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The spacecraft that have peered through the yellowish haze surrounding Saturn's moon Titan discovered a strange, yet strangely familiar world where life could theoretically take root. Now, scientists want to return — this time buoyed by Earth's fascination with drone technology.

 

That's precisely what a team of scientists working on a proposed mission called Dragonfly want to do: combine terrestrial drone technology and instruments honed by Mars exploration to investigate the complex chemical reactions taking place on Saturn's largest moon. Later this year, NASA will need to decide between that mission and another finalist proposal, which would collect a sample from a comet.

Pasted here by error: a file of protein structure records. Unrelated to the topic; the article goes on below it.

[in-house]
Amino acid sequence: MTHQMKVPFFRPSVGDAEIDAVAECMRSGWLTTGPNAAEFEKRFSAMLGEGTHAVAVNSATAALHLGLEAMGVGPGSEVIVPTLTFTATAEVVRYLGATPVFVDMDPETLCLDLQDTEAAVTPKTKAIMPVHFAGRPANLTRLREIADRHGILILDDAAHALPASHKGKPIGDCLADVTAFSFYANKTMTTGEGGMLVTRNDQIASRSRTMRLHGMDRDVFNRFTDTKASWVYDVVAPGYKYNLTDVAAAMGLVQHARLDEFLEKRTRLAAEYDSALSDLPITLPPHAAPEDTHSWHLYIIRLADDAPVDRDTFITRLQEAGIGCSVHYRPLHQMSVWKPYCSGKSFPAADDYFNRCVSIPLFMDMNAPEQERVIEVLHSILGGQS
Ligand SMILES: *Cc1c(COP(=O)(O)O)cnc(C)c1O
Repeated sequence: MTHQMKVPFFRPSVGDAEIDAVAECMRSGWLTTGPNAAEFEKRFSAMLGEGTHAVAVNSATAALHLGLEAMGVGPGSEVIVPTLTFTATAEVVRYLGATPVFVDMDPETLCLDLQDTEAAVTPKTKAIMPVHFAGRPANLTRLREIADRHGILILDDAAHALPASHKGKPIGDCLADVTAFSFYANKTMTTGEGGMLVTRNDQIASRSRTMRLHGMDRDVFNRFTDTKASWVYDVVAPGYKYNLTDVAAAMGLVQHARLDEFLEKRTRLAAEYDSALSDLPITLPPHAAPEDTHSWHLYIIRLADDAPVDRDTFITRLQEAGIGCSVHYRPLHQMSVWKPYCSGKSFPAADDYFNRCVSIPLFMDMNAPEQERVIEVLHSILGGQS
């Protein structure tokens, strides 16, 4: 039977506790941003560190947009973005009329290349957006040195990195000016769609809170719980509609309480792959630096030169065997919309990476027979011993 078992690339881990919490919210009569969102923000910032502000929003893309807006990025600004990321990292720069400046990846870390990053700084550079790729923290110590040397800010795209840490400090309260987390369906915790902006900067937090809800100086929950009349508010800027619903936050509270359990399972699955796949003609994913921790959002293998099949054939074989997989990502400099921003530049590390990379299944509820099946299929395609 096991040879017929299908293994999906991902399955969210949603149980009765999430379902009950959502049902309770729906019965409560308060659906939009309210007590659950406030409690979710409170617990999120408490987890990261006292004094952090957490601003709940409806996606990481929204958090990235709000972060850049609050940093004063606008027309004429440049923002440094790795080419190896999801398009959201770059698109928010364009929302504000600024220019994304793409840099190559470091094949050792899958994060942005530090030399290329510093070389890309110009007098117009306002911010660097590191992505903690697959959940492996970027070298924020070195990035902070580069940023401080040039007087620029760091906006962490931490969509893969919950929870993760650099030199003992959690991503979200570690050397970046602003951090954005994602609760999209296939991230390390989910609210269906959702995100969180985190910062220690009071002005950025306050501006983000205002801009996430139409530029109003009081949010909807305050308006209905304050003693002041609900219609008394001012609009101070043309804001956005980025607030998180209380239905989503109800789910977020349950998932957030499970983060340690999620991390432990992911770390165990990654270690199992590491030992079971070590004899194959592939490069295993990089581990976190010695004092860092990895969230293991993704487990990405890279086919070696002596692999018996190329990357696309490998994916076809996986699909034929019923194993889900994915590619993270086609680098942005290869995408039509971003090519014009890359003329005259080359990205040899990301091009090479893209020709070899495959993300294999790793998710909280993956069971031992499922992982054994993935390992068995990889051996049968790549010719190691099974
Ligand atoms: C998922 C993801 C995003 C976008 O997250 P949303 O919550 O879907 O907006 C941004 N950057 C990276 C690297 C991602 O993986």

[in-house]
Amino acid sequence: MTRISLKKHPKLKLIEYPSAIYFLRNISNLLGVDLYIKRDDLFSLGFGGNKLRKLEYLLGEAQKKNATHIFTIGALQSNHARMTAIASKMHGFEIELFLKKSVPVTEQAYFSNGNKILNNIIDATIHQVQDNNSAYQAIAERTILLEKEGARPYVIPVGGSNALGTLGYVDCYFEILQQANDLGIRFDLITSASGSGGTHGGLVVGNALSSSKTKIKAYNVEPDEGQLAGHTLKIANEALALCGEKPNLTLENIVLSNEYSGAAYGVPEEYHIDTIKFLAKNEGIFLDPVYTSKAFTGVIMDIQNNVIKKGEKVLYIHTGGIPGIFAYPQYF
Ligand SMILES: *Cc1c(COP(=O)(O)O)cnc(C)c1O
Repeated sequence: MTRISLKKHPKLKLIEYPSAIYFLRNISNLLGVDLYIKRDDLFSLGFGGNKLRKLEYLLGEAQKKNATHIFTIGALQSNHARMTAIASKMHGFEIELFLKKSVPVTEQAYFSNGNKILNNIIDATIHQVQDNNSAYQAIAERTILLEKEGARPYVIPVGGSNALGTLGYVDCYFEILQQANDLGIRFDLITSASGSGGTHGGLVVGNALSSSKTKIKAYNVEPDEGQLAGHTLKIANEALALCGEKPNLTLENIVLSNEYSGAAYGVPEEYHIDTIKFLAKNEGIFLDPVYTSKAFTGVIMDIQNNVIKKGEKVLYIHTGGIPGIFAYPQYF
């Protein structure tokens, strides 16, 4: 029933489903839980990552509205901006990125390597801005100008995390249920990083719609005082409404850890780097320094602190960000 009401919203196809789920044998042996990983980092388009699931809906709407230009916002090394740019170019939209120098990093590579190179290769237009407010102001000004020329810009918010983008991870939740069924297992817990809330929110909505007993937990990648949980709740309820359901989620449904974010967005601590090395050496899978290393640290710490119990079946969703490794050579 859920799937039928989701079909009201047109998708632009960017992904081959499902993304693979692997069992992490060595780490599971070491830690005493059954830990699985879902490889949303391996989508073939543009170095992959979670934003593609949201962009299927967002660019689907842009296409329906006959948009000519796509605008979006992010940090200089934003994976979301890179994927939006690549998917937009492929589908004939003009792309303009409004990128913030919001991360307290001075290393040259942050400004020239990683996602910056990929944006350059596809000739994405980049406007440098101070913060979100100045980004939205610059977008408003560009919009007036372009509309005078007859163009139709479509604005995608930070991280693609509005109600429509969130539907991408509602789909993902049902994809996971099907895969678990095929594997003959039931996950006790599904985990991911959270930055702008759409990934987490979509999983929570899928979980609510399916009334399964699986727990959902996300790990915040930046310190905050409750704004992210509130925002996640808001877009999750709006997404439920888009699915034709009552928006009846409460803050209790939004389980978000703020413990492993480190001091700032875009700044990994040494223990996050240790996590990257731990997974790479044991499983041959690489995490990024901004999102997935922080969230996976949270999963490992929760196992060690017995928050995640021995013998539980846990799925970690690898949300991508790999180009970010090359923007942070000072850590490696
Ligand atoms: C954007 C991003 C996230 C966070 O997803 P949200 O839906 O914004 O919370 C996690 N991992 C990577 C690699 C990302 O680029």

"At first blush, I think a lot of people think [Dragonfly] sounds like the literal meaning of incredible," Melissa Trainer, a deputy principal investigator with the mission and a scientist at NASA, told Space.com. "Not only is this an incredibly exciting concept with amazing, compelling science, but also, it is doable — it's feasible from an engineering standpoint." [Landing on Titan: Pictures from Huygens Probe on Saturn Moon]

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Category: Science